More than a decade after the financial crisis, the UK government is taking another step towards cutting its majority shareholding in NatWest.
The Treasury announced this morning it has instructed Morgan Stanley to sell NatWest shares on its behalf over a 12-month window, with sales starting on 12 August 2021 at the earliest and running for up to a year.
The sale is capped at 15% of the traded volume of NatWest shares, and the Treasury insists they will only be sold at a price that represents “value for money for taxpayers”.
The government says this trading plan shows “continued progress” towards the government’s plan to return its shareholding to private ownership, adding:
Shares will only be sold at a price that represents value for money for taxpayers.
There is cap on the total number of shares that could be sold of 15% of the total number of NatWest Group shares being traded in the market over the 12 month duration of the plan.
The government still owns around 54.7% of NatWest after bailing out the lender almost 13 years ago, which was then called Royal Bank of Scotland, in the crisis of 2008 as it battled to prevent the collapse of the banking system.
So this sale could finally take the taxpayer’s stake below 50% –having hit 84% back in 2009.
In May, the government sold around £1.1bn of NatWest shares, so this is another move towards lowering the taxpayer’s stake in the bank.
However, recouping the cost of the bailout remains unlikely. The UK paid an average of 502p per share when it rescued RBS. NatWest shares closed at around 200p last night. But they have been rallying recently, doubling since hitting 90p last autumn.
The sale will free up some cash as the government faces a tricky autumn spending review, with demands to spend more to fix a £10bn black hole in health, education and transport.
Also coming up today
UK retailers are warning of the risk of food shortages as the UK’s “pingdemic” puts a growing strain on supply chains.
The number of workers, including food processing staff and lorry drivers, getting pinged by the NHS Covid app continues to rise, creating increased pressure to keep shelves stocked – and calls to include supermarket staff, lorry drivers and other frontline workers on a list of those exempted from self-isolation rules.
This morning, the boss of supermarket chain Iceland told Good Morning Britain this morning that the situation is getting worse.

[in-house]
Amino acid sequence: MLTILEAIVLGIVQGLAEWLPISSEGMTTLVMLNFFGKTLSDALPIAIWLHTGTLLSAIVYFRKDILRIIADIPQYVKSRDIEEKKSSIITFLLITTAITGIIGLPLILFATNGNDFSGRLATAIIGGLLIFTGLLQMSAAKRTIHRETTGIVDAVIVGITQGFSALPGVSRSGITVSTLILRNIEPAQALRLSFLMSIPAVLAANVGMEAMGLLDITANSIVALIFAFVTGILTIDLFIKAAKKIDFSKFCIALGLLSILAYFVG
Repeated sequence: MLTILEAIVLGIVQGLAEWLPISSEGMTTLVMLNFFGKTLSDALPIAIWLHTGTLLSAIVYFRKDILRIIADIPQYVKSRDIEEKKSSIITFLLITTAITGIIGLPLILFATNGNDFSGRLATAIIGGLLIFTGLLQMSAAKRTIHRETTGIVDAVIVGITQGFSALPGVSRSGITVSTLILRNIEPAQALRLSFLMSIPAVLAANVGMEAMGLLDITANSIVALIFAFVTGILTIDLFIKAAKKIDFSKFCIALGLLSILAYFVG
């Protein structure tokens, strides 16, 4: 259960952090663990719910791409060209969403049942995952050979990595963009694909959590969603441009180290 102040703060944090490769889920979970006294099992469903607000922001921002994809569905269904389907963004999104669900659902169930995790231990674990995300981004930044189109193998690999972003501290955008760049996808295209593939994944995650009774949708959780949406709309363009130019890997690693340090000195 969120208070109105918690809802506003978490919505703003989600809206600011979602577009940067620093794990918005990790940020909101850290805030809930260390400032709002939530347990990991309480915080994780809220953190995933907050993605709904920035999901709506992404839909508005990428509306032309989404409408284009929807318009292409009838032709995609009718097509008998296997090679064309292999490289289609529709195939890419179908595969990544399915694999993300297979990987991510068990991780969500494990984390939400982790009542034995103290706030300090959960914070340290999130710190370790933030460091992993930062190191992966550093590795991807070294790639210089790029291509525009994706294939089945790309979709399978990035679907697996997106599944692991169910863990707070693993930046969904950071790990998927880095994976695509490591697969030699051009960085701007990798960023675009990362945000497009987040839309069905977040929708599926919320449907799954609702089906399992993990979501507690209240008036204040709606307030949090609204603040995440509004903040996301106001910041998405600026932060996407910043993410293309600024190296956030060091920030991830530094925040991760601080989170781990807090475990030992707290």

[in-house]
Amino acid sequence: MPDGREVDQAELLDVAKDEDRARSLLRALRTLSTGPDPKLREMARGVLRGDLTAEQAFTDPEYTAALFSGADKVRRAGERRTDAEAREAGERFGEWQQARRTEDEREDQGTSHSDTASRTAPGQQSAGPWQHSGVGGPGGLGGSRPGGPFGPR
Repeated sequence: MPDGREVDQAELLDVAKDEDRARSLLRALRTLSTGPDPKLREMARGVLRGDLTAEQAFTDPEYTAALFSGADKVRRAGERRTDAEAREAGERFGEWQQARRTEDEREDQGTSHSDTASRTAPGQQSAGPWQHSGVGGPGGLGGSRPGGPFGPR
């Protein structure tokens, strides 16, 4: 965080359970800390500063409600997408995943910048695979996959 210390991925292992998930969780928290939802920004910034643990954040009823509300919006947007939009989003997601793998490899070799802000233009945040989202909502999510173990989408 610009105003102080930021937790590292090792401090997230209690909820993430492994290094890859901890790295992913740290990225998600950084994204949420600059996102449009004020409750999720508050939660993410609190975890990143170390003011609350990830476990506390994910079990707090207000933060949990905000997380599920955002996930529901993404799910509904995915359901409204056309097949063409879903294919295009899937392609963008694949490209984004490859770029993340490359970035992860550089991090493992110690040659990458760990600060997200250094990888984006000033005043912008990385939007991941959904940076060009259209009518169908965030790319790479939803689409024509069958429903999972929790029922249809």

Richard Walker warned:
Issues around supply chain have been building for quite some time. We have a structural issue with HGV drivers for a variety of different reasons. The pingdemic has made it even worse. The double pronged problem is that our store workers are now getting pinged as well.
We have over 1,000 who have been pinged and are having to self isolate at home. The result of these two issues combined means that we are starting to see some availability issues and it is increasingly very challenging to keep our shops open, to keep lorries travelling to our shops, to keep food on our shelves and to keep staff in our shops to serve the customers.
Walker is calling on the government to adjust the app or self-isolation rules urgently, ahead of planned changes on 16 August.
Our main Covid-19 liveblog has full details:
The European Central Bank is meeting to set monetary policy across the eurozone, for the first time since it adopted its new strategy of targeting inflation of 2% and to allow temporary inflation overshoots when interest rates are at record lows.
Investors are keen to hear how this will change its ‘forward guidance’ on interest rates and its stimulus programmes, and to hear its view of the economic recovery in Europe.
We also get the latest US unemployment data, and a healthcheck on UK factories.
- 7.45am BST: French business confidence survey for July
- 9.30am BST: BoE deputy governor Ben Broadbent Speech
- 11am BST: CBI industrial trends survey
- 12.45pm BST: European central bank decision on interest rates
- 1.30pm BST: ECB press conference
- 1.30pm BST: US weekly jobless claims